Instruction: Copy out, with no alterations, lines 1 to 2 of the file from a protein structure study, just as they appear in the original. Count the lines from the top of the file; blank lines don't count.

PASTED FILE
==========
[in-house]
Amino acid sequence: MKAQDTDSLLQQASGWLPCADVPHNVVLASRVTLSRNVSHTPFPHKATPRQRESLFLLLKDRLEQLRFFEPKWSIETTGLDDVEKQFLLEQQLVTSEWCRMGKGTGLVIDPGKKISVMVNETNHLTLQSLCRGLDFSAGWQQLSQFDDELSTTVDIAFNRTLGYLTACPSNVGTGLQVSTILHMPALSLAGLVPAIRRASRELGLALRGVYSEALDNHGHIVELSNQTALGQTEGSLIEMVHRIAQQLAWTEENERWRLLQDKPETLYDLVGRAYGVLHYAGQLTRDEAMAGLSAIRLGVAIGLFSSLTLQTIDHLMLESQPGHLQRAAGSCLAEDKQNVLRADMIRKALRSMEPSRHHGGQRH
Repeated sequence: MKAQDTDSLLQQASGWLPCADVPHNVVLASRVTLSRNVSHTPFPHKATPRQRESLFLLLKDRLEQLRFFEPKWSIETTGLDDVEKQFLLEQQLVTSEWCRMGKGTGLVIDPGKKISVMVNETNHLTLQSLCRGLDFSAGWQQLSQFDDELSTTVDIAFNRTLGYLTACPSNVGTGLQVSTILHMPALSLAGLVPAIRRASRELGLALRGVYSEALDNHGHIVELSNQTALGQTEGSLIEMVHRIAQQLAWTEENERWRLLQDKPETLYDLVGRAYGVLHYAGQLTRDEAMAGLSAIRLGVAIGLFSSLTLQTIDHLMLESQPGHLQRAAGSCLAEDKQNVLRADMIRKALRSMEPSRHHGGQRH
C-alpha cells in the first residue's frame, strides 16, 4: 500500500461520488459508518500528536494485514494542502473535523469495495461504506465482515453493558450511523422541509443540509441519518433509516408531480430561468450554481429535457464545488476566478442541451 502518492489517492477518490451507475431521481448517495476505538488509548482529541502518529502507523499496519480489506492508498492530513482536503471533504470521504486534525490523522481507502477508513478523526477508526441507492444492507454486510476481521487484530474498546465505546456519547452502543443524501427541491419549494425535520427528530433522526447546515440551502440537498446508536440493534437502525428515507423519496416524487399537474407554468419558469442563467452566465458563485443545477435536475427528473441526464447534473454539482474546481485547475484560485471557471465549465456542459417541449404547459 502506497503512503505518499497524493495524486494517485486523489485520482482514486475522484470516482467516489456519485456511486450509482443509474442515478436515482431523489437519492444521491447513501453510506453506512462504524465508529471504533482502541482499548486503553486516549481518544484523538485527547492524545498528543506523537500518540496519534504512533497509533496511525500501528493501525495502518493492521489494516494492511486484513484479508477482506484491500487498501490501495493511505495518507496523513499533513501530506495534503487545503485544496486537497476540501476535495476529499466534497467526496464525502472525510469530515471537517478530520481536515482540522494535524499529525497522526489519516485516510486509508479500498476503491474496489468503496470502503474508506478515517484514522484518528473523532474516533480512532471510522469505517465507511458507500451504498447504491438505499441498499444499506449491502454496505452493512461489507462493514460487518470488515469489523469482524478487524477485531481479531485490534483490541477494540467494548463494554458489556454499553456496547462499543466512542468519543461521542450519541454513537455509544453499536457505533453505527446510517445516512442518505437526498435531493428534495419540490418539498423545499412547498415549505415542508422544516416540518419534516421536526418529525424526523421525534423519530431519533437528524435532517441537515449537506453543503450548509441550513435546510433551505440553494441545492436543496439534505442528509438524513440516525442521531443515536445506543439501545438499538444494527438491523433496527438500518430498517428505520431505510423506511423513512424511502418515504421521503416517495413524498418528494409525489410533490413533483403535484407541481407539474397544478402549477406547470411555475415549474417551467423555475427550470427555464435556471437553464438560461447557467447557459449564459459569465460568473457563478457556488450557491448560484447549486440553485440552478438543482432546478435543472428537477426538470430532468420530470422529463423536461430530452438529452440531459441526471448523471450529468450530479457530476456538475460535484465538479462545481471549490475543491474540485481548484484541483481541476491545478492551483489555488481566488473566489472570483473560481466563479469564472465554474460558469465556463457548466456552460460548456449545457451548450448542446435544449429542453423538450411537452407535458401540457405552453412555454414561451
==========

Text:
[in-house]
Amino acid sequence: MKAQDTDSLLQQASGWLPCADVPHNVVLASRVTLSRNVSHTPFPHKATPRQRESLFLLLKDRLEQLRFFEPKWSIETTGLDDVEKQFLLEQQLVTSEWCRMGKGTGLVIDPGKKISVMVNETNHLTLQSLCRGLDFSAGWQQLSQFDDELSTTVDIAFNRTLGYLTACPSNVGTGLQVSTILHMPALSLAGLVPAIRRASRELGLALRGVYSEALDNHGHIVELSNQTALGQTEGSLIEMVHRIAQQLAWTEENERWRLLQDKPETLYDLVGRAYGVLHYAGQLTRDEAMAGLSAIRLGVAIGLFSSLTLQTIDHLMLESQPGHLQRAAGSCLAEDKQNVLRADMIRKALRSMEPSRHHGGQRH